James Poepping Goes on the Road with Creed

When the lights dim, the venue is filled with a cacophony of noise — bullets perhaps? UV searchlights penetrate the thick, white smoke and then … flame. The song is called “Bullets” and the band is Creed, in its first arena/stadium tour. It's big rock at its best, and it's a welcome sight in a concert market filled with classic rockers, boy bands, and teen pop tarts.

Lighting designer James “Poop” Poepping, who has been with the band since the Human Clay tour of 1999, is the choreographer of Creed's visual assault. Management tapped Poepping as lighting designer in July of 2000 and he has worked for the band in that capacity ever since.

In many cases, history with a band is a good thing, and has proved to be advantageous to Poepping. “Generally speaking, the band likes everything to be clean and easy flowing,” he notes. “And of course, the lighting has to go with the mood and the tempo of the songs.” The band also had another requirement for the current tour. “Basically, the band's only request was a clean look for the show, with nothing hanging over the middle of the stage,” he adds.

That request led to the development of the truss configuration. “We're going to take this into amphitheatres, arenas, and stadiums with minimal add-on for the stadiums,” Poepping remarks. “Therefore, I had to create a rig that would accommodate all three venue types to light it up properly, since there is a lot of square footage to light.” The massive set, designed by Mark Fisher and constructed by Tait Towers, is actually two. The A set, which plays in stadiums and arenas, consists of four massive architectural columns, with three 15mm LCD panels placed between them. The B set is similar, but is curved like a horseshoe to fit into amphitheatres with more limited space. “To accommodate both, I have a horseshoe truss that's keyed in a bit more with the B set,” Poepping says.

The set also helped determine the 40' (12m) trim height of the truss, which explains much of the gear that Poepping has in his rig, courtesy of Upstaging Chicago. “There are only certain brands that can give you the punch that you need with a 40' trim, which is why we went with Martin MAC 2000s, Coemar 1200 HEs, and Coemar 2.4 SuperCycs for a nice wash,” he explains. In the day of single-vendor tours, Poepping has a selection of automated fixtures that also includes High End Systems Studio Color 575s, Studio Spot 250s, Studio Beam PCs, and Turbo Cyberlights. “With the high trim height, the 1,200W Coemar wash lights were the best unit available for the budget I was given,” he explains.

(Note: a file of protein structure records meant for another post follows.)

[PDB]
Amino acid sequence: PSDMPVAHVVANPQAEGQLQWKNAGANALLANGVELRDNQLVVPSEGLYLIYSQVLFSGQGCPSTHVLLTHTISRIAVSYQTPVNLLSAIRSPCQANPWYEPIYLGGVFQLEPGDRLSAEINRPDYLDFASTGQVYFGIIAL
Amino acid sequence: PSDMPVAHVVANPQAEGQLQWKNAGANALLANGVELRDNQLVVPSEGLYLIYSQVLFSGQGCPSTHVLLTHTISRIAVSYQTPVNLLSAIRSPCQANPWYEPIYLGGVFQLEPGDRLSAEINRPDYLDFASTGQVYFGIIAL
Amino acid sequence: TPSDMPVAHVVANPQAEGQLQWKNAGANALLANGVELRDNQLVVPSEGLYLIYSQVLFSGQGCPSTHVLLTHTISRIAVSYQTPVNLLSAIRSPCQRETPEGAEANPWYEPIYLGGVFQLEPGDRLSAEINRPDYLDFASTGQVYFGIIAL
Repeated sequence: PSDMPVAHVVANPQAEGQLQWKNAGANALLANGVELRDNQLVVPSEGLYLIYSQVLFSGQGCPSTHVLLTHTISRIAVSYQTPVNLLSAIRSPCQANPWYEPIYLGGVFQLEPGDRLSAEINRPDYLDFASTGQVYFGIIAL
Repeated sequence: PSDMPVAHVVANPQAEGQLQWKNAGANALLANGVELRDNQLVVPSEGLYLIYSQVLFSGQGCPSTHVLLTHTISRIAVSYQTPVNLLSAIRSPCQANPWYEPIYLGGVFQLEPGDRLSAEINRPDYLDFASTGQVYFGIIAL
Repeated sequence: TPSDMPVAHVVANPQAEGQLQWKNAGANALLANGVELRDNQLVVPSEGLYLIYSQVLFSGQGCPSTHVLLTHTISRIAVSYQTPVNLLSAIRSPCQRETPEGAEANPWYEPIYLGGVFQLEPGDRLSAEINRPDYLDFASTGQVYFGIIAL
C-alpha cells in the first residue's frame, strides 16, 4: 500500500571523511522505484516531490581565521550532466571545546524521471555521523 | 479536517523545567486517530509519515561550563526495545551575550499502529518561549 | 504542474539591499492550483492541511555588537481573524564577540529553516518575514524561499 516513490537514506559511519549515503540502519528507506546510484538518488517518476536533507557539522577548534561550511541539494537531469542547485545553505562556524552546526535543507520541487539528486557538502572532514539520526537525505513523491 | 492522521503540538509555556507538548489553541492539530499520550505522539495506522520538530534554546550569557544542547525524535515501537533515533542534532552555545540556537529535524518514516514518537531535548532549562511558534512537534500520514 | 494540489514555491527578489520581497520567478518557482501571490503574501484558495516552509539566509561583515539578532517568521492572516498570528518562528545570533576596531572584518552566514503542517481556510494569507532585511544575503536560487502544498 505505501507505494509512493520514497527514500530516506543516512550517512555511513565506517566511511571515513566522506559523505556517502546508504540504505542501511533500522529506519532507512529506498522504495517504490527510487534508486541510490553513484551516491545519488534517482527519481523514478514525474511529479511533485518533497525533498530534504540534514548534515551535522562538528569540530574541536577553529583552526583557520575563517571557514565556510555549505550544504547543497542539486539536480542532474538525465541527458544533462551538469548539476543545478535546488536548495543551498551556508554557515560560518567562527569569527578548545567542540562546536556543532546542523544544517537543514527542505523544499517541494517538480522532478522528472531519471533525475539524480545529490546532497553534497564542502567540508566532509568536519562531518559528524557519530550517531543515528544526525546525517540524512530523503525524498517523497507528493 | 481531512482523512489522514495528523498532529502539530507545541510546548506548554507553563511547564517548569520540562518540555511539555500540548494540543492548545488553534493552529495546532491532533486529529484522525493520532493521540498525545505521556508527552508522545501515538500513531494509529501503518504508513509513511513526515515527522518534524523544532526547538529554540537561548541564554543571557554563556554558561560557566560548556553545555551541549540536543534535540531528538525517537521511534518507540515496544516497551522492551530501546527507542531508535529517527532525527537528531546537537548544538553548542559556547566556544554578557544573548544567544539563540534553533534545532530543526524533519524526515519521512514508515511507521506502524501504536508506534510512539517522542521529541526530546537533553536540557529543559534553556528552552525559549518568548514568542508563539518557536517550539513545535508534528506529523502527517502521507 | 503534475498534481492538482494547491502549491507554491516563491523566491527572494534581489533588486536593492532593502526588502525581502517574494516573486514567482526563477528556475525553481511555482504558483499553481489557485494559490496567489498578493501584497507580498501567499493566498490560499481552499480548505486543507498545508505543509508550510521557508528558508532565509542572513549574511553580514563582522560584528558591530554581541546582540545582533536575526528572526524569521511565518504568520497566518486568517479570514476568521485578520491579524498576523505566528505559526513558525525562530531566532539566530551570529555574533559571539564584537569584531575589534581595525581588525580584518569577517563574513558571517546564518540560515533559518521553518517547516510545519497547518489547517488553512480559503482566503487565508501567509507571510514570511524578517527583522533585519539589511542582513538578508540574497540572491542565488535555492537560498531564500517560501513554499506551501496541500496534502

The rig isn't only about moving lights, although automated fixtures dominate the gear. Some of the tour's conventional lights include eight-light and nine-light Molefays, used for the audience and the set, as well as ETC Source Four PARs placed in a variety of locations around the set. “I have four ETC PAR narrows for uplights on the singer, and two with medium lenses for the guitar player,” Poepping comments. During the song “Who's Got My Back,” white columns of light appear out of the floor of the stage, creating a wall of white light that sharply contrasts with the saturated looks that dominate the show. “There are 56 ETC Source Four very narrow PARs underneath the grating for the wall of light,” the designer explains. “We used the Source Fours because of the size limitations that we were getting into under the set, because of everything else that was under there,” he adds. The effect is stark and unexpected. “It's a floor effect that gives a spooky, moody look,” Poepping remarks.

From a programming standpoint, one of the most crucial aspects of the production happened last year. Poepping and programmer Richard “Nook” Schoenfeld headed to Chicago just before Christmas. “We went into Upstaging, where they have a WYSIWYG studio, and we did seven days there,” Poepping says. “Basically, I got a song list for the tour the day we got there, and we started programming. We did about three songs a day for seven days,” he adds. Poepping, a fan of WYSIWYG, has found it to be an essential part of pre-production. “I think these days it's a must to do WYSIWYG. You can't get the arenas for the two to three weeks you were able to in the past, it's cheaper, and it's definitely just as good. By the time I walked into rehearsals in Florida, I had basically 80% of everything already done,” notes Poepping.

Overall, the show is bathed in deep, concentrated color, except for a few rare moments. There are no pretty pastel ballads — there are intense colors to go along with the band's just-as-intense lyrics. “It's a fairly saturated show,” Poepping readily admits. “The band's thought is that they're a hard-rock band and they want a hard-rock show,” he contends.

The show also takes fans back to a time when automated fixtures were new and moved in big, bold strokes. “I like to see the moving lights move,” he admits with a smile. This creates an old-school hard-rock vibe that draws that audience into the performance even more. “The band likes to incorporate the audience into the show, and the lights help get everybody involved,” Poepping comments.